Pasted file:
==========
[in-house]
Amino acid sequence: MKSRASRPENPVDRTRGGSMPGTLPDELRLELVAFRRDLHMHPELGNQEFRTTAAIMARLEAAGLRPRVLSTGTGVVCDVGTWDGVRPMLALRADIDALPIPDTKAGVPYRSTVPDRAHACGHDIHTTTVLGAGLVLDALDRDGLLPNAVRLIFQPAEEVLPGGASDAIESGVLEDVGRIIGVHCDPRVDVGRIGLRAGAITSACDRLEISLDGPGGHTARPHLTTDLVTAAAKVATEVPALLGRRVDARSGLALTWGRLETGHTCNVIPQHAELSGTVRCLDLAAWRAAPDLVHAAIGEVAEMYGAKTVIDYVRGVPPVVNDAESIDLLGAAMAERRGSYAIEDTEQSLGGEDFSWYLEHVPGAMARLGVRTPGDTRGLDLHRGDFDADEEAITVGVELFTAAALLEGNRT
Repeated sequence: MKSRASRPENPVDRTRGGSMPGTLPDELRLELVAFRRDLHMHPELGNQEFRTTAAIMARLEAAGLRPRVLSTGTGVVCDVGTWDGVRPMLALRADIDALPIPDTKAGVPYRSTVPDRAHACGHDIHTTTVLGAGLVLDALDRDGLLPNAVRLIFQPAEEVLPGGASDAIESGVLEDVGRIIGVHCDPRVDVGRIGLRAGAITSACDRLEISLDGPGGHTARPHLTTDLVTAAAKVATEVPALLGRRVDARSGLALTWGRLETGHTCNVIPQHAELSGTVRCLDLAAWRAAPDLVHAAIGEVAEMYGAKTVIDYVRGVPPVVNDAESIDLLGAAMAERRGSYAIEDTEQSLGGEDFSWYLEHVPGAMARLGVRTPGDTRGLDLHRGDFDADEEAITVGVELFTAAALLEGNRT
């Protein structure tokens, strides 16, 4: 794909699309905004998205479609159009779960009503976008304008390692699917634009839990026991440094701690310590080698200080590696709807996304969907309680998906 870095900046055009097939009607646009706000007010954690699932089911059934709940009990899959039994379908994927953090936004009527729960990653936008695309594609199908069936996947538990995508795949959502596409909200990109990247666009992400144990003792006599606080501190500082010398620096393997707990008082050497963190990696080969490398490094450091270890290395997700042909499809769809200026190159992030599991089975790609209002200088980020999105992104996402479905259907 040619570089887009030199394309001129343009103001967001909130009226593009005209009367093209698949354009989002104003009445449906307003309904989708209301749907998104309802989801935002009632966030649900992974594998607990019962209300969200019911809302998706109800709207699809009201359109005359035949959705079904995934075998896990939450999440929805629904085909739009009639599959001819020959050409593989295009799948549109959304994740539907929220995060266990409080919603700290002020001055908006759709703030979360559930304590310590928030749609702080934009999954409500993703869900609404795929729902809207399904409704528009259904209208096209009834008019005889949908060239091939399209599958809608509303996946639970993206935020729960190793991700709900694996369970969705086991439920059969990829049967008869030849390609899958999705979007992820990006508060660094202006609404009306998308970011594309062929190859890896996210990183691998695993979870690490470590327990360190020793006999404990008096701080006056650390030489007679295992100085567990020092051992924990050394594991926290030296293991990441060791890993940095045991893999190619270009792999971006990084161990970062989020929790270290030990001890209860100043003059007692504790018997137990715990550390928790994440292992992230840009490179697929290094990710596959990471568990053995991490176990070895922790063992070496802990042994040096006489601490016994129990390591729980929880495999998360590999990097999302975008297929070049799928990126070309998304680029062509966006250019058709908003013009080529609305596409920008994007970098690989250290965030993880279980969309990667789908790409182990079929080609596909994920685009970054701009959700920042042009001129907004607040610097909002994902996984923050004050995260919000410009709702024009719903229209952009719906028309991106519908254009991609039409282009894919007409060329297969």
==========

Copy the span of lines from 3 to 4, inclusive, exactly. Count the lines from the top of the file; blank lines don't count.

Repeated sequence: MKSRASRPENPVDRTRGGSMPGTLPDELRLELVAFRRDLHMHPELGNQEFRTTAAIMARLEAAGLRPRVLSTGTGVVCDVGTWDGVRPMLALRADIDALPIPDTKAGVPYRSTVPDRAHACGHDIHTTTVLGAGLVLDALDRDGLLPNAVRLIFQPAEEVLPGGASDAIESGVLEDVGRIIGVHCDPRVDVGRIGLRAGAITSACDRLEISLDGPGGHTARPHLTTDLVTAAAKVATEVPALLGRRVDARSGLALTWGRLETGHTCNVIPQHAELSGTVRCLDLAAWRAAPDLVHAAIGEVAEMYGAKTVIDYVRGVPPVVNDAESIDLLGAAMAERRGSYAIEDTEQSLGGEDFSWYLEHVPGAMARLGVRTPGDTRGLDLHRGDFDADEEAITVGVELFTAAALLEGNRT
């Protein structure tokens, strides 16, 4: 794909699309905004998205479609159009779960009503976008304008390692699917634009839990026991440094701690310590080698200080590696709807996304969907309680998906 870095900046055009097939009607646009706000007010954690699932089911059934709940009990899959039994379908994927953090936004009527729960990653936008695309594609199908069936996947538990995508795949959502596409909200990109990247666009992400144990003792006599606080501190500082010398620096393997707990008082050497963190990696080969490398490094450091270890290395997700042909499809769809200026190159992030599991089975790609209002200088980020999105992104996402479905259907 040619570089887009030199394309001129343009103001967001909130009226593009005209009367093209698949354009989002104003009445449906307003309904989708209301749907998104309802989801935002009632966030649900992974594998607990019962209300969200019911809302998706109800709207699809009201359109005359035949959705079904995934075998896990939450999440929805629904085909739009009639599959001819020959050409593989295009799948549109959304994740539907929220995060266990409080919603700290002020001055908006759709703030979360559930304590310590928030749609702080934009999954409500993703869900609404795929729902809207399904409704528009259904209208096209009834008019005889949908060239091939399209599958809608509303996946639970993206935020729960190793991700709900694996369970969705086991439920059969990829049967008869030849390609899958999705979007992820990006508060660094202006609404009306998308970011594309062929190859890896996210990183691998695993979870690490470590327990360190020793006999404990008096701080006056650390030489007679295992100085567990020092051992924990050394594991926290030296293991990441060791890993940095045991893999190619270009792999971006990084161990970062989020929790270290030990001890209860100043003059007692504790018997137990715990550390928790994440292992992230840009490179697929290094990710596959990471568990053995991490176990070895922790063992070496802990042994040096006489601490016994129990390591729980929880495999998360590999990097999302975008297929070049799928990126070309998304680029062509966006250019058709908003013009080529609305596409920008994007970098690989250290965030993880279980969309990667789908790409182990079929080609596909994920685009970054701009959700920042042009001129907004607040610097909002994902996984923050004050995260919000410009709702024009719903229209952009719906028309991106519908254009991609039409282009894919007409060329297969």